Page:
SANTA ROSA: Walk on the wild side
Safari West will celebrate Father’s Day and World Giraffe Day with a barbecue and pairing of burgers and beer from 11:30 a.m. to 2:30 p.m. Sunday at the wildlife park.
The afternoon also features lawn games for the family, a guided aviary walk and a few Nairobi Treks, safari excursions that last for 40 minutes. The treks depart at 10 a.m., 10:45 a.m., 1 p.m., 1:45 p.m. and 2 p.m.
The cost is $50 adults, $25 for kids 4 to 12. The first beer is included, but additional beers cost $4, to benefit the Giraffe Conservation Foundation.
Reservations: 707-566-3667. 3115 Porter Creek Road. safariwest.com.
SONOMA: Some pigs and pinot
Meadowcroft Wines will celebrate fathers from noon to 3 p.m. Sunday with roasted suckling pig paired with wine at the Sunset Test Kitchen at Cornerstone Sonoma.
Guests will enjoy live music by Adam Traum and the Straw Waddles, a bourbon and brandy tasting from Prohibition Spirits along with a feast of roasted pig and potatoes, baked beans and pasta salad, broccoli slaw, cornbread with honey butter and peach shortcakes,
Cost is $60, including Meadowcroft wines.
To reserve: 707-934-4090. 23574 Arnold Dr. meadowcroftwines.com.
GLEN ELLEN: Mahalo to Dad
Get out the Hawaiian shirts and whisk dad off to the islands from 1 to 3 p.m. Sunday for a Father’s Day Luau feast at B. R. Cohn Winery.
Along with the traditional roast pig and fixings, there will be a Polynesian dance performance and live music. Tickets are $45. To reserve: brcohn.com. 15000 Sonoma Highway. brcohn.com.
JENNER: Coast Kitchen barbecue
In honor of Father’s Day, Coast Kitchen and Timber Cove on the Sonoma Coast will host a Father’s Day barbecue from noon to 3 p.m. Sunday on the North Deck next to the Outdoor Living Room overlooking the water.
The menu includes grilled sausage, pork ribs, chicken and tri tip, with sides such as corn on the cob, cornbread, coleslaw and a raw bar serving oysters and ceviche. There will also be several beer selections.
The cost is $45 adults, $20 for kids 12 and under, for all-you-can-eat. Reservations: 707-847-3231. timbercoveresort.com.
HEALDSBURG: Order out from Shed
Healdsburg Shed’s Larder has launched a new menu of prepared foods that can be ordered in advance for all kinds of summer parties, picnics and other gatherings.
You can order platters and meals for a dinner party, with entrees and side dishes; picnic baskets for two with cheese, meats, bread, salad, olives, fruit and pastry; boxed lunches of sandwiches, side salad, fruit and cookie for office meetings; and large platters of cheese, charcuterie and preserved fish ideal for entertaining at home.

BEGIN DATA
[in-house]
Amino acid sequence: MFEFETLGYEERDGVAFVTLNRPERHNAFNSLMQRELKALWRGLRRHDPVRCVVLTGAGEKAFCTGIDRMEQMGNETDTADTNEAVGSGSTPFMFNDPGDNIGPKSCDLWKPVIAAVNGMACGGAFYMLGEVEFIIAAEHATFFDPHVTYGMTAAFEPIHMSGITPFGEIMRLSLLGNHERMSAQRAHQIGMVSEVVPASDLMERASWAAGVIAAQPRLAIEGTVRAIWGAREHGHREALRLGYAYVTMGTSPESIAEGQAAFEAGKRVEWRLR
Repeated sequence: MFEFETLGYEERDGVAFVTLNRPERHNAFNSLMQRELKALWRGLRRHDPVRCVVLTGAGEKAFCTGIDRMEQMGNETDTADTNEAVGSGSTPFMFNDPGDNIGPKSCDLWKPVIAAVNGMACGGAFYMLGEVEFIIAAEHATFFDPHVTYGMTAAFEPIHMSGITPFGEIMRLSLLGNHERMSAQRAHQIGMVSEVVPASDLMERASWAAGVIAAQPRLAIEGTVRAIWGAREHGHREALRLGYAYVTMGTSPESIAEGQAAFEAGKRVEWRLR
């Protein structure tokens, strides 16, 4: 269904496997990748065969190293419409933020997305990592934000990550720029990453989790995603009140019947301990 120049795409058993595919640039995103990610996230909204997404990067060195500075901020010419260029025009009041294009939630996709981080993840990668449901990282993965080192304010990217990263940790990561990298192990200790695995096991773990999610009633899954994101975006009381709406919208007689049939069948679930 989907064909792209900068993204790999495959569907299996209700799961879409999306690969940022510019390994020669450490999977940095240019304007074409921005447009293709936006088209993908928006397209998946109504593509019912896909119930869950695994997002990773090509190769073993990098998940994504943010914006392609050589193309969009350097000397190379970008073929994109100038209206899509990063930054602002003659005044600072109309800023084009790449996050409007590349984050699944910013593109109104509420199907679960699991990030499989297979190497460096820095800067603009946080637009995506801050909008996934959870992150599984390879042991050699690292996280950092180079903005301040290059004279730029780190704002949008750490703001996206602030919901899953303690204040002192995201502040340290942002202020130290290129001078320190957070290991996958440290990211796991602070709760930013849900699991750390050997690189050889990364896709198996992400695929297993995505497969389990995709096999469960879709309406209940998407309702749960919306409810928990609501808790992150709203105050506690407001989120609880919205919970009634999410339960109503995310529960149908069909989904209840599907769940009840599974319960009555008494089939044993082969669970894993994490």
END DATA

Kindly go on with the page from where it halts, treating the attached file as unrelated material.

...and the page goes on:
There are also daily dinners available at 4 p.m. on a first come-first served basis. The dinners come in an earthenware cazeula and serve from two to four people. (The cazuela is refundable.)
To order online, go to healdsburgshed.com and click on eat/larder. 25 North St.
ST. HELENA: La Merica released
V. Sattui Winery is launching a new wine, La Merica, a pre-Prohibition blend of petite sirah and zinfandel, to honor the winery’s Italian heritage.
Tips for photographing the Firefall
Use a tripod, the best one you can afford. Since you will be shooting this scene in low light from a few thousand feet away, you will need to stabilize your camera if you want to come away with sharp results. I often weight my tripod down with my camera bag or a sandbag to prevent a breeze from moving the camera once it’s mounted.
Use a low ISO. Ideal is 100, or if your camera will do it, 64. This will require a longer exposure but will yield less grainy results as long as your tripod is stabilized and your camera is properly focused. Using the self-timer setting or a shutter release cable is always a good idea when taking low light photos.
Consider using a “critical aperture.” All lenses have a sweet spot. As a general rule, two stops from the widest aperture of your lens is the sharpest. If you have an f/2.8 lens, two stops would be f/5.6. If you have an f/5.6 lens, two stops would be f/11. A great way to find out what aperture is the sharpest is to test it. Google, “What is the sharpest aperture on a lens?” to find out how to test your lens.
Shutter speed will be determined by the light meter’s reading once you set your ISO and aperture; go with whatever properly exposes the scene. Every camera will be different based on the sensitivity of its sensor and the available light.
Metering. I used “spot” metering as opposed to “matrix” metering because I wanted to properly expose the waterfall light, not the whole scene as you would normally do in a landscape situation. The result of metering the falls rather than the whole scene means that the surrounding rock of El Capitan will be darker, which makes the waterfall light pop off the rock face.
To find out more technical information about the celestial positioning involved in taking photographs, check out the Photographers Ephemeris smartphone app.